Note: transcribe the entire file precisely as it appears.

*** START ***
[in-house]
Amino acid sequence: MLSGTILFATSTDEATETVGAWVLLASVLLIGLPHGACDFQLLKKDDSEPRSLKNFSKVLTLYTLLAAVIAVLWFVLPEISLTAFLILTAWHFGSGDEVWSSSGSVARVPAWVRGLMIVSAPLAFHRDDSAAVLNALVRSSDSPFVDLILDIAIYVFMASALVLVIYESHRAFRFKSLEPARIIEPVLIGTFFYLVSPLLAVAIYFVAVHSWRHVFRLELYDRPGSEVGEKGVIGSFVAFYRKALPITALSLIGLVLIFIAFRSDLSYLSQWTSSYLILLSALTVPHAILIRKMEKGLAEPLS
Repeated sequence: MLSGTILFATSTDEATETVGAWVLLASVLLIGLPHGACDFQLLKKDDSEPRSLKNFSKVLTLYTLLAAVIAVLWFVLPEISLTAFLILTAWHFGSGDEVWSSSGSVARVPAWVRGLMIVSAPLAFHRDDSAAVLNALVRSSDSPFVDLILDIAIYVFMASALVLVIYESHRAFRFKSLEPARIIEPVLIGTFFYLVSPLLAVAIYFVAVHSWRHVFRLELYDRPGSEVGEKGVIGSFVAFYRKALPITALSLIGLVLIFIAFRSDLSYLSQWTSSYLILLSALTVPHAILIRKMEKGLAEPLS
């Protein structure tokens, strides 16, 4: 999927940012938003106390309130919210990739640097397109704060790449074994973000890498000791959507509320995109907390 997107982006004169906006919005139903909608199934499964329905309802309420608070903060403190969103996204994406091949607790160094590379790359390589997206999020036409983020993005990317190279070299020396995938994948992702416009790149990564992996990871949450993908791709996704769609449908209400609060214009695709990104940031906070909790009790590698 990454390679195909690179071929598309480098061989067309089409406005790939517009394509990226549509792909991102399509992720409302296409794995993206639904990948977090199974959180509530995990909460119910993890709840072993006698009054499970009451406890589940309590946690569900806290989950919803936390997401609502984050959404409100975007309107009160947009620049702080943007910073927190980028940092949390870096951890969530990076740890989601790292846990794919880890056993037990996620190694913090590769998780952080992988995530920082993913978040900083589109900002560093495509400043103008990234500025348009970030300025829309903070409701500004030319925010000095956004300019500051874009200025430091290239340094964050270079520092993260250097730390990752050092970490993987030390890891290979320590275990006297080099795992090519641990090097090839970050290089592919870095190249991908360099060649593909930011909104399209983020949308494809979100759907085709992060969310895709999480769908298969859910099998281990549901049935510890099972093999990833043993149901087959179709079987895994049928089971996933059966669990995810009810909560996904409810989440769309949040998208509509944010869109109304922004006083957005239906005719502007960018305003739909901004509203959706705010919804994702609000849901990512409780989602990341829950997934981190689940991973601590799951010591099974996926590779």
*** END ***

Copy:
[in-house]
Amino acid sequence: MLSGTILFATSTDEATETVGAWVLLASVLLIGLPHGACDFQLLKKDDSEPRSLKNFSKVLTLYTLLAAVIAVLWFVLPEISLTAFLILTAWHFGSGDEVWSSSGSVARVPAWVRGLMIVSAPLAFHRDDSAAVLNALVRSSDSPFVDLILDIAIYVFMASALVLVIYESHRAFRFKSLEPARIIEPVLIGTFFYLVSPLLAVAIYFVAVHSWRHVFRLELYDRPGSEVGEKGVIGSFVAFYRKALPITALSLIGLVLIFIAFRSDLSYLSQWTSSYLILLSALTVPHAILIRKMEKGLAEPLS
Repeated sequence: MLSGTILFATSTDEATETVGAWVLLASVLLIGLPHGACDFQLLKKDDSEPRSLKNFSKVLTLYTLLAAVIAVLWFVLPEISLTAFLILTAWHFGSGDEVWSSSGSVARVPAWVRGLMIVSAPLAFHRDDSAAVLNALVRSSDSPFVDLILDIAIYVFMASALVLVIYESHRAFRFKSLEPARIIEPVLIGTFFYLVSPLLAVAIYFVAVHSWRHVFRLELYDRPGSEVGEKGVIGSFVAFYRKALPITALSLIGLVLIFIAFRSDLSYLSQWTSSYLILLSALTVPHAILIRKMEKGLAEPLS
């Protein structure tokens, strides 16, 4: 999927940012938003106390309130919210990739640097397109704060790449074994973000890498000791959507509320995109907390 997107982006004169906006919005139903909608199934499964329905309802309420608070903060403190969103996204994406091949607790160094590379790359390589997206999020036409983020993005990317190279070299020396995938994948992702416009790149990564992996990871949450993908791709996704769609449908209400609060214009695709990104940031906070909790009790590698 990454390679195909690179071929598309480098061989067309089409406005790939517009394509990226549509792909991102399509992720409302296409794995993206639904990948977090199974959180509530995990909460119910993890709840072993006698009054499970009451406890589940309590946690569900806290989950919803936390997401609502984050959404409100975007309107009160947009620049702080943007910073927190980028940092949390870096951890969530990076740890989601790292846990794919880890056993037990996620190694913090590769998780952080992988995530920082993913978040900083589109900002560093495509400043103008990234500025348009970030300025829309903070409701500004030319925010000095956004300019500051874009200025430091290239340094964050270079520092993260250097730390990752050092970490993987030390890891290979320590275990006297080099795992090519641990090097090839970050290089592919870095190249991908360099060649593909930011909104399209983020949308494809979100759907085709992060969310895709999480769908298969859910099998281990549901049935510890099972093999990833043993149901087959179709079987895994049928089971996933059966669990995810009810909560996904409810989440769309949040998208509509944010869109109304922004006083957005239906005719502007960018305003739909901004509203959706705010919804994702609000849901990512409780989602990341829950997934981190689940991973601590799951010591099974996926590779």